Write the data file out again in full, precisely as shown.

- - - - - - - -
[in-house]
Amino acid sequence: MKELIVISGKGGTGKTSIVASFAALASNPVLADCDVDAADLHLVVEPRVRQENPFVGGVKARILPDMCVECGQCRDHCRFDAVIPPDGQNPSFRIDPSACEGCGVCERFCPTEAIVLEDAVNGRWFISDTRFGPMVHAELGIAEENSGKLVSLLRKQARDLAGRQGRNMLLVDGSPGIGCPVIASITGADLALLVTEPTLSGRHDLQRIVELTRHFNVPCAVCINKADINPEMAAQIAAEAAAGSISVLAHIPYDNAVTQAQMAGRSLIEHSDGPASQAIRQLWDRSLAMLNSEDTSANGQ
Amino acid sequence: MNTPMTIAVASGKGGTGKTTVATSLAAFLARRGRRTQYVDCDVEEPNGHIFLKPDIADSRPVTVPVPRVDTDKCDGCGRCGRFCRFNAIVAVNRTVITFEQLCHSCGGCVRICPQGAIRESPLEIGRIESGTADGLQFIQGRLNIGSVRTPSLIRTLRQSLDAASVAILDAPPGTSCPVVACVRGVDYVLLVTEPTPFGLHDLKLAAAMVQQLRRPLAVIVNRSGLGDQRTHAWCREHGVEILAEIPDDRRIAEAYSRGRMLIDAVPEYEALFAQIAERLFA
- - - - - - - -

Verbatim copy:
[in-house]
Amino acid sequence: MKELIVISGKGGTGKTSIVASFAALASNPVLADCDVDAADLHLVVEPRVRQENPFVGGVKARILPDMCVECGQCRDHCRFDAVIPPDGQNPSFRIDPSACEGCGVCERFCPTEAIVLEDAVNGRWFISDTRFGPMVHAELGIAEENSGKLVSLLRKQARDLAGRQGRNMLLVDGSPGIGCPVIASITGADLALLVTEPTLSGRHDLQRIVELTRHFNVPCAVCINKADINPEMAAQIAAEAAAGSISVLAHIPYDNAVTQAQMAGRSLIEHSDGPASQAIRQLWDRSLAMLNSEDTSANGQ
Amino acid sequence: MNTPMTIAVASGKGGTGKTTVATSLAAFLARRGRRTQYVDCDVEEPNGHIFLKPDIADSRPVTVPVPRVDTDKCDGCGRCGRFCRFNAIVAVNRTVITFEQLCHSCGGCVRICPQGAIRESPLEIGRIESGTADGLQFIQGRLNIGSVRTPSLIRTLRQSLDAASVAILDAPPGTSCPVVACVRGVDYVLLVTEPTPFGLHDLKLAAAMVQQLRRPLAVIVNRSGLGDQRTHAWCREHGVEILAEIPDDRRIAEAYSRGRMLIDAVPEYEALFAQIAERLFA